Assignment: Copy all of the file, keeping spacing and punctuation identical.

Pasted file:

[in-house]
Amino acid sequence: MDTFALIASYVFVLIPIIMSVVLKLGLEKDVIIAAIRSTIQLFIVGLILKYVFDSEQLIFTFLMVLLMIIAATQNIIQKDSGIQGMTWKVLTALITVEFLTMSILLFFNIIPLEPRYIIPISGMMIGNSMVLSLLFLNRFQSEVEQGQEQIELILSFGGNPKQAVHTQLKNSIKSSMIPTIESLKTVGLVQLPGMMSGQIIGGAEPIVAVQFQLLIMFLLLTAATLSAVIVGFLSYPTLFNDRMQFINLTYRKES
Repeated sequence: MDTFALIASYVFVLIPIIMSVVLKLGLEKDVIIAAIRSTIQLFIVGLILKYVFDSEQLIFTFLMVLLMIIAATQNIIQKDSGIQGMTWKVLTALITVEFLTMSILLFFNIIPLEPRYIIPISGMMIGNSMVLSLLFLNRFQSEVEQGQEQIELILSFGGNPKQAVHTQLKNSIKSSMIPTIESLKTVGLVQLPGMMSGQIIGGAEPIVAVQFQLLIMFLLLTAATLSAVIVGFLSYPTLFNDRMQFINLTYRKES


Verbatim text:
[in-house]
Amino acid sequence: MDTFALIASYVFVLIPIIMSVVLKLGLEKDVIIAAIRSTIQLFIVGLILKYVFDSEQLIFTFLMVLLMIIAATQNIIQKDSGIQGMTWKVLTALITVEFLTMSILLFFNIIPLEPRYIIPISGMMIGNSMVLSLLFLNRFQSEVEQGQEQIELILSFGGNPKQAVHTQLKNSIKSSMIPTIESLKTVGLVQLPGMMSGQIIGGAEPIVAVQFQLLIMFLLLTAATLSAVIVGFLSYPTLFNDRMQFINLTYRKES
Repeated sequence: MDTFALIASYVFVLIPIIMSVVLKLGLEKDVIIAAIRSTIQLFIVGLILKYVFDSEQLIFTFLMVLLMIIAATQNIIQKDSGIQGMTWKVLTALITVEFLTMSILLFFNIIPLEPRYIIPISGMMIGNSMVLSLLFLNRFQSEVEQGQEQIELILSFGGNPKQAVHTQLKNSIKSSMIPTIESLKTVGLVQLPGMMSGQIIGGAEPIVAVQFQLLIMFLLLTAATLSAVIVGFLSYPTLFNDRMQFINLTYRKES